It came about in this manner that Hermetic literature and the practice which lay behind it followed the same course that we are able to trace in Masonry. At a certain period in England the operative craftsmen and Masters in Masonic Arts began to be outnumbered by those whom we call Speculative Masons, persons of other business, or perhaps of no occupation, who had been drawn in various manners within the ranks. It would seem that the Lodges must in the effluxion of time have lost their raison d’être and survived for social reasons. So also it would appear that experiments in the transmutation of metals were less and less practised as scientific chemistry emerged slowly into being and provided a practical field where success tended more and more to crown individual effort instead of failure. The old books continued to be studied, but it was by another class of people, with other hopes and dreams. A new construction was placed upon the cryptic symbolism, and there opened out another field of research, having very different ends in view. But just as it is difficult to determine at what period the first elements of a Speculative or Emblematic Masonry arose in the Operative Art, and just as the researches and tentative hypotheses of writers like Mr. R. F. Gould endeavour to put back that period, so does a better and fuller knowledge of alchemical memorials encourage us to recognise a spiritual aspect of the Magnum Opus as present far back in the literature, not excluding even certain Byzantine texts. When, in and about the year 1717, Emblematic Freemasonry began to assume a definitive and concrete form, it was not for such hypotheses a new thing, though it incorporated new elements. In like manner, when Böhme, Khunrath and the makers of many other memorials, began to speak of eternal things and the mysteries of transmutation in the soul, it was no novel and arbitrary adaptation which began suddenly, for its roots go back—as I have said—and this also may have been even the concern of Zosimus in the fourth or fifth century of the Christian era. Finally, as Mark Masonry, through all its clouded past, has proclaimed its operative concern, and as we have among us at this day a so-called operative body which has come forward recently with a claim on antiquity in an unbroken line of descent, so—in a sporadic fashion—we have continued, on the Continent especially, to find the quest of physical Alchemy pursued, while a Société Alchimique de France has existed for a number of years in the interests of the physical work, knowing little or nothing of its alternative, and affirming that it has not been altogether unsuccessful in the path which it has followed.
Many schools of varied zeal, many hopes and dreams, many forms of faith in science, religion and philosophy gathered under the Masonic Banner in the eighteenth century, above all in France and Germany. It drew within its ranks such Alchemy as there was at the period, and there is considerable evidence that it was still a living concern. It came about in due course that Hermetic Grades and Hermetic Rites grew up. Being numerous and curious, I shall deal with the chief among them in their proper place. In the present one it calls to be said that—except in Rosicrucian circles, which were also Masonic—there is very little to connect either founders or members with a serious pursuit of the practical side of metallic Alchemy. The Rituals for the most part are unfortunately not available, for which reason—and also on other grounds—it should be understood that I am not adjudicating in any authoritative manner, but rather conveying an impression on the facts of the evidence before me. There is perhaps no subject which commandeered the whole man and his undivided attention like the research of Alchemy pursued in the domain of metals; but there is nothing so scattered in concern and so apart from the life of the laboratory as are the histories of people like Abbé Pernety and Baron Tschoudy, to name two Masons who stand out prominently in the story of Hermetic Masonry. I have no doubt that they followed chemical experiments, as and when their scattered and sporadic opportunities permitted; but they led restless lives and both were men of numerous activities, who carried the dossiers of several distinct interests. Their practical researches bore no proportion to the reality of their theoretical interest, and I think that they pursued Alchemy as others pursued mesmerism under the Masonic ægis. Their studies were those of the students’ closet rather than the laboratory: it is to this fact that we owe the works of Pernety and the Hermetic Catechism of Tschoudy. On the other hand, there is no trace in either of the spiritual side of the Hermetic work. For Baron Tschoudy Masonry may be described as moralised Alchemy, while in the alchemical writings of Pernety there is no trace of Masonry at all, as there is no derivation of moral or mystical lessons.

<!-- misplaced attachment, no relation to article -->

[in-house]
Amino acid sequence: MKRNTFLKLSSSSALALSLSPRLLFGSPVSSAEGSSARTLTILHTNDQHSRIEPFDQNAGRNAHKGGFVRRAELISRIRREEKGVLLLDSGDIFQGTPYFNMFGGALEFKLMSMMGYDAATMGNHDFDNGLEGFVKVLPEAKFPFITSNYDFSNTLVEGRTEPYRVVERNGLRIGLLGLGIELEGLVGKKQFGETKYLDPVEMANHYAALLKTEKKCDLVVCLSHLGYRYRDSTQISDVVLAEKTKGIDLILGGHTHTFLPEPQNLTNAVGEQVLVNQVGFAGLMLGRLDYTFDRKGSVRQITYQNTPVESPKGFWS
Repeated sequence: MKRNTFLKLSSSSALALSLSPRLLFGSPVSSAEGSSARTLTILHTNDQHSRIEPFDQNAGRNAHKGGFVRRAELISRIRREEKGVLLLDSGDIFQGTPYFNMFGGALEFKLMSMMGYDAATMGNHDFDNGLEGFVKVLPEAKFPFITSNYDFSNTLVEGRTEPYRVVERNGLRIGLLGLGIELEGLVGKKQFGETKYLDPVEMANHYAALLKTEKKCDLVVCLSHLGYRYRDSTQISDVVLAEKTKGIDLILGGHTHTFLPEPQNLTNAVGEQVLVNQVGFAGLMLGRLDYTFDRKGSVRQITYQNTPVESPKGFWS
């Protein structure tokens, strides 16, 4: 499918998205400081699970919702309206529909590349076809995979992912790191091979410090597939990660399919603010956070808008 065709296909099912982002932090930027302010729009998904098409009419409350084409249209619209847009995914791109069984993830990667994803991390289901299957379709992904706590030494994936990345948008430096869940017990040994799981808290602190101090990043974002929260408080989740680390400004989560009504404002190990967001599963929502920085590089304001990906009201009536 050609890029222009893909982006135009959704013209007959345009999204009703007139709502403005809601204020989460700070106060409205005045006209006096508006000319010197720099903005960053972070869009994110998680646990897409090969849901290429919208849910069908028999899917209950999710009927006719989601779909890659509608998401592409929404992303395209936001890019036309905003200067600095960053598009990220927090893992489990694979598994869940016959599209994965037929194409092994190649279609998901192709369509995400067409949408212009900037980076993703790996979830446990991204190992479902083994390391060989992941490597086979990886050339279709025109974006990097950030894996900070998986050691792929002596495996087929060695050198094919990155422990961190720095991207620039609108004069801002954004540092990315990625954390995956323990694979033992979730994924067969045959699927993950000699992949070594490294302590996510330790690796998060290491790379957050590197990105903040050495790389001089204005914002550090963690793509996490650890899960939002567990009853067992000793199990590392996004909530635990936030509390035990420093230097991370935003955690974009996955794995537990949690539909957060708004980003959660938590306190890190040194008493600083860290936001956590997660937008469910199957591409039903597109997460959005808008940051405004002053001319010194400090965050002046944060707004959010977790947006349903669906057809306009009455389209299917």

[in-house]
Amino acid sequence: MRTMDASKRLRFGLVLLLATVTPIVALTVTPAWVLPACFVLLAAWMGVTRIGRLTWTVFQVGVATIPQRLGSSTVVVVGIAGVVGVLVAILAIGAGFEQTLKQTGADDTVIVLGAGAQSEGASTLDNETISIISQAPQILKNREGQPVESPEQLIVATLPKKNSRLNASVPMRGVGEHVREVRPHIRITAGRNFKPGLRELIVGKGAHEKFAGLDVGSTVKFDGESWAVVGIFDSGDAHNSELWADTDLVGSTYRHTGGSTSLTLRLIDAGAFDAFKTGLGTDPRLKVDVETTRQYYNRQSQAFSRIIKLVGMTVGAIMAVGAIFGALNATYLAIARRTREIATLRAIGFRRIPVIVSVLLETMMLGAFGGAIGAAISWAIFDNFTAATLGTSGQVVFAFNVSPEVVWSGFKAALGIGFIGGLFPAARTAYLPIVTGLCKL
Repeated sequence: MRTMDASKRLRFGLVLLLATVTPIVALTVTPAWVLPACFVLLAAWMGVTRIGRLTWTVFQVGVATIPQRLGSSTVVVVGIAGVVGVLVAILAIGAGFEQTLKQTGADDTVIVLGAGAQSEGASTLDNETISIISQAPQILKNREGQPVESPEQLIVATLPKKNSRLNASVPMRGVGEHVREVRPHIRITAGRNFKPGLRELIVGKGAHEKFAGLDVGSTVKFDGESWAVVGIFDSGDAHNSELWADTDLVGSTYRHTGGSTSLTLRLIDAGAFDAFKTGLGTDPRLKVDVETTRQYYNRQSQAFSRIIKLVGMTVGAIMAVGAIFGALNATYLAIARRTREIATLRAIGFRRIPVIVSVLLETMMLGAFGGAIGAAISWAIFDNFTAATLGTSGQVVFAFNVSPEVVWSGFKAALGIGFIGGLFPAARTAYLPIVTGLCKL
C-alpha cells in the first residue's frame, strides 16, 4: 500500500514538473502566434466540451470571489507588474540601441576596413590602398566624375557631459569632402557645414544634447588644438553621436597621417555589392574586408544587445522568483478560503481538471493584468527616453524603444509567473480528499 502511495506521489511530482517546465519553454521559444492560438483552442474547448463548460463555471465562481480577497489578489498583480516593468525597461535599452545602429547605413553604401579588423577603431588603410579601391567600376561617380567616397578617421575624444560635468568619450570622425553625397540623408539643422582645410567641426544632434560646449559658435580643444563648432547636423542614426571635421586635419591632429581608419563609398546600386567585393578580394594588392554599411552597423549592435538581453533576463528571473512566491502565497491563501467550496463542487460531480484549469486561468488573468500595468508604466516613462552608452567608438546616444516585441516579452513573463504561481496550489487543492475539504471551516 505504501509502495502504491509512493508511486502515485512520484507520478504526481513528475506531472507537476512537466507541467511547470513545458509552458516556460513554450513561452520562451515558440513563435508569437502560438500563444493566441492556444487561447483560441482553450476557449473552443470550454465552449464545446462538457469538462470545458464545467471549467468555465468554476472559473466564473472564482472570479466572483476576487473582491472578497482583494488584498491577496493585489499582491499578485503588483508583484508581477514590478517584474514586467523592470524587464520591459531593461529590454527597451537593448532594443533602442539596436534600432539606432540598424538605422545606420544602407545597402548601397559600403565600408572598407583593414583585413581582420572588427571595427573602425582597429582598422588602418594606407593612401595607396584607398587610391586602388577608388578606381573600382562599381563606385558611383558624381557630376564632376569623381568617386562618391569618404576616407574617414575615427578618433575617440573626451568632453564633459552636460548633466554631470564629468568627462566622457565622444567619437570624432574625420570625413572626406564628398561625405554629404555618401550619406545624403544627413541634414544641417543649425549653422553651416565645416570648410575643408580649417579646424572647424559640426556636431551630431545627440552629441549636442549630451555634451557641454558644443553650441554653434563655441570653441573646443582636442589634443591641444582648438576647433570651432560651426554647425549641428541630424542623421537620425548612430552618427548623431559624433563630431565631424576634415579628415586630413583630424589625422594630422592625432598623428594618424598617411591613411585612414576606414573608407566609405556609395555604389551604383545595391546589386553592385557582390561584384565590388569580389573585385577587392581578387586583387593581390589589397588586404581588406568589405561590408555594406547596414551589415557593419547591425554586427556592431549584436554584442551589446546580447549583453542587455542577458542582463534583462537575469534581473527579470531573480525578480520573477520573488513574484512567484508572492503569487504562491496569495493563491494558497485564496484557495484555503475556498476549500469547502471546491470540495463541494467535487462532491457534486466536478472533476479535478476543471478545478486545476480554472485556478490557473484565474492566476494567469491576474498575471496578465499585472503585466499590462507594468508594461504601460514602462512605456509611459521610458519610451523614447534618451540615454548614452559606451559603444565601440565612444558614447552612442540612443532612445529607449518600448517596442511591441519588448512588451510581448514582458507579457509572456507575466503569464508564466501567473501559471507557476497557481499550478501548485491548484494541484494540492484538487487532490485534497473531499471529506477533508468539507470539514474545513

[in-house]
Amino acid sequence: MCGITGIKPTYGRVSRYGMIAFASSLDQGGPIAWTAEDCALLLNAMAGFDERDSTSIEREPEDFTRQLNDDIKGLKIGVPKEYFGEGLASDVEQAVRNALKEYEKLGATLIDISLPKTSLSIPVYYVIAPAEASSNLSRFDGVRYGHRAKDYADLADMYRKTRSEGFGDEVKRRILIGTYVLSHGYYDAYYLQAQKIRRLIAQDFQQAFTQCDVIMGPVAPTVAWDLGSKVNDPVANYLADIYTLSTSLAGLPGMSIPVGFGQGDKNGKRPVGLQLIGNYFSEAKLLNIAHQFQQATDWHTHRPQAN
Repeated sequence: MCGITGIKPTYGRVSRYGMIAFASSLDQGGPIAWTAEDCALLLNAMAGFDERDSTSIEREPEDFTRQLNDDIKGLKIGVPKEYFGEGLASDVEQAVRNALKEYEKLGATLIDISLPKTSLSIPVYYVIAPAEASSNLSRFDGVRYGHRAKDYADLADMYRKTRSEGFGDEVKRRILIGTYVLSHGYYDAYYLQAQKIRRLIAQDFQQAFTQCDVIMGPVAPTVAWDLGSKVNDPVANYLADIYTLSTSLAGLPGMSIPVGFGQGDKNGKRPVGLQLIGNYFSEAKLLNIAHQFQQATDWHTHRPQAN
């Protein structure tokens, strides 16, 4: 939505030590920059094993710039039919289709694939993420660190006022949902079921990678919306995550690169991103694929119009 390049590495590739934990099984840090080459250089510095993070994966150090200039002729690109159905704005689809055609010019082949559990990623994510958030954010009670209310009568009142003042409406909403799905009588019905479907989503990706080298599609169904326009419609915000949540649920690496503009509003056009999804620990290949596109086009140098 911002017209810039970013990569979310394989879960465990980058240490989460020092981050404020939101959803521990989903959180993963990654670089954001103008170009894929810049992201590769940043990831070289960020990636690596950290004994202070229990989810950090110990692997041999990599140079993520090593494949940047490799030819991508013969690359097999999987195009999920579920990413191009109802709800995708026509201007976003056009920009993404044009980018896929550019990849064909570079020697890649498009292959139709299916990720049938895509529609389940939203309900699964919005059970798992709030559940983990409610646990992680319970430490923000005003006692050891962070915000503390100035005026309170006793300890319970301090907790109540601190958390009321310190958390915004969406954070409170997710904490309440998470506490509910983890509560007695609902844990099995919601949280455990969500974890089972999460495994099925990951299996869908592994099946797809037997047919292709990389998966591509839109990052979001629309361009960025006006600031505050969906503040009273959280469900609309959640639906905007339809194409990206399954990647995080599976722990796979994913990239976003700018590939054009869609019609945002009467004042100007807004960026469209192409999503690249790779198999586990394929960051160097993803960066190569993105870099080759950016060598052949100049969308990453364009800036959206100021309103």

The invaluable researches of Berthelot will be found in (1) Collection des Anciens Alchimistes Grecs . . . Publiée par M. Berthelot . . . , avec la collaboration de M. Ch. Em. Ruelle. 3 vols., Paris, 1887, 1888. The Greek texts are accompanied by French translations. (2) La Chimie au Moyen Âge. 3 vols., Paris, 1893. The first volume contains Berthelot’s Essay on the Transmission of Antique Science to the Middle Ages. The second volume is devoted to the texts of Syriac alchemy and their translation by M. Rubens Duval. The third volume comprises the text and translation of Arabian alchemists by M. O. Houdas. (3) Les Origines de l’Alchimie, Paris, 1885, and (4) Introduction à l’Étude de la Chimie des Anciens et du Moyen Âge, Paris, 1889, are other essays of Berthelot, which should be taken in connection with the above. For the religious and mystical side of Alchemy see Heinrich Khunrath: Amphitheatrum Sapientæ Æternæ. Hanover, 1609: a French translation appeared at Paris, with all the symbolical plates, in 1900. As regards A. J. Pernety, see (1) Les Fables Égyptiennes et Grecques dévoilées et reduites au même principe. 2 vols., Paris, 1786. (2) Dictionnaire Mytho-Hermétique. Paris, 1787. The Hermetic Catechism of Baron Tschoudy will be found in any edition of L’Étoile Flamboyante, which appeared originally in 1766. The full title is Catéchisme ou Instruction pour le Grade d’Adepte, ou Apprenti Philosophe Sublime et Inconnu. There is no evidence that a Hermetic Degree under this particular title was ever in activity, though it may have existed on paper. There is no evidence also in support of Éliphas Lévi’s statement that the Catechism was founded on an unique MS. of Paracelsus in the Vatican Library. This notwithstanding, it is a most interesting work—alike from the Hermetic and Masonic point of view. A translation in full of the Hermetic part is included in my edition of The Hermetic and Alchemical Writings of Paracelsus, 2 vols., 1894 ; vol. i, pp. 289-305. The Masonic part is collated and summarised in my Secret Tradition in Freemasonry, 2 vols., 1911; vol. ii, pp. 65-69. The Société Alchimique de France has no Masonic connections; its official organ—suspended during the War—is called Les Nouveaux Horizons and its director or president, F. Jollivet Castellot, is the author of Comment on Devient Alchimiste, Paris, 1897. There was not much Alchemy to be found of recent years in the official organ, and the treatise just mentioned is a little fantastic, as indeed its title suggests.